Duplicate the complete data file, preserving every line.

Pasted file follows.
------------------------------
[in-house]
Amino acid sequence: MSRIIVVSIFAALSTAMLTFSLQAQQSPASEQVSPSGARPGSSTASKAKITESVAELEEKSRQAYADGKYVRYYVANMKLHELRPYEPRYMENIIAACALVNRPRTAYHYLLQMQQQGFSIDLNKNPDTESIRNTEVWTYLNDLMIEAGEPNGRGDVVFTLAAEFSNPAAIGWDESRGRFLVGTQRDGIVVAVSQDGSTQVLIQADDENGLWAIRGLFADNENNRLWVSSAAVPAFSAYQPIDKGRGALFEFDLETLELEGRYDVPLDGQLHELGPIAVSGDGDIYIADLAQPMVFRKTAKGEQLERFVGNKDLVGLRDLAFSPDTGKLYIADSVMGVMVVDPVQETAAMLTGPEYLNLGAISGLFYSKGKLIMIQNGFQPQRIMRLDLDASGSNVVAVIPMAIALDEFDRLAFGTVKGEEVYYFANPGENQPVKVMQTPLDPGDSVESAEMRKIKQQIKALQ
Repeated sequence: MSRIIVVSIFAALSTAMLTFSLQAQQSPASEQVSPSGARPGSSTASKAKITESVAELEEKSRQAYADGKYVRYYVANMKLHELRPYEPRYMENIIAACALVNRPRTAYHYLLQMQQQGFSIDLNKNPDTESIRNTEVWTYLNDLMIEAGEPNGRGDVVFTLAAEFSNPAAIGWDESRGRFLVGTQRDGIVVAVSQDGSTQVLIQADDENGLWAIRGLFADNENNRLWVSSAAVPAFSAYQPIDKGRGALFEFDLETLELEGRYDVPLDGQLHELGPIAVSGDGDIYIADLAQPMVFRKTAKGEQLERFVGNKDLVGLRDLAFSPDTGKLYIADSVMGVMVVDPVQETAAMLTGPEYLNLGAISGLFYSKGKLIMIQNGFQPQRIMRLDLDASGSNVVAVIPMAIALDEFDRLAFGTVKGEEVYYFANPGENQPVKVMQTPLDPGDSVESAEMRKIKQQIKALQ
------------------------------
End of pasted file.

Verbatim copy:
[in-house]
Amino acid sequence: MSRIIVVSIFAALSTAMLTFSLQAQQSPASEQVSPSGARPGSSTASKAKITESVAELEEKSRQAYADGKYVRYYVANMKLHELRPYEPRYMENIIAACALVNRPRTAYHYLLQMQQQGFSIDLNKNPDTESIRNTEVWTYLNDLMIEAGEPNGRGDVVFTLAAEFSNPAAIGWDESRGRFLVGTQRDGIVVAVSQDGSTQVLIQADDENGLWAIRGLFADNENNRLWVSSAAVPAFSAYQPIDKGRGALFEFDLETLELEGRYDVPLDGQLHELGPIAVSGDGDIYIADLAQPMVFRKTAKGEQLERFVGNKDLVGLRDLAFSPDTGKLYIADSVMGVMVVDPVQETAAMLTGPEYLNLGAISGLFYSKGKLIMIQNGFQPQRIMRLDLDASGSNVVAVIPMAIALDEFDRLAFGTVKGEEVYYFANPGENQPVKVMQTPLDPGDSVESAEMRKIKQQIKALQ
Repeated sequence: MSRIIVVSIFAALSTAMLTFSLQAQQSPASEQVSPSGARPGSSTASKAKITESVAELEEKSRQAYADGKYVRYYVANMKLHELRPYEPRYMENIIAACALVNRPRTAYHYLLQMQQQGFSIDLNKNPDTESIRNTEVWTYLNDLMIEAGEPNGRGDVVFTLAAEFSNPAAIGWDESRGRFLVGTQRDGIVVAVSQDGSTQVLIQADDENGLWAIRGLFADNENNRLWVSSAAVPAFSAYQPIDKGRGALFEFDLETLELEGRYDVPLDGQLHELGPIAVSGDGDIYIADLAQPMVFRKTAKGEQLERFVGNKDLVGLRDLAFSPDTGKLYIADSVMGVMVVDPVQETAAMLTGPEYLNLGAISGLFYSKGKLIMIQNGFQPQRIMRLDLDASGSNVVAVIPMAIALDEFDRLAFGTVKGEEVYYFANPGENQPVKVMQTPLDPGDSVESAEMRKIKQQIKALQ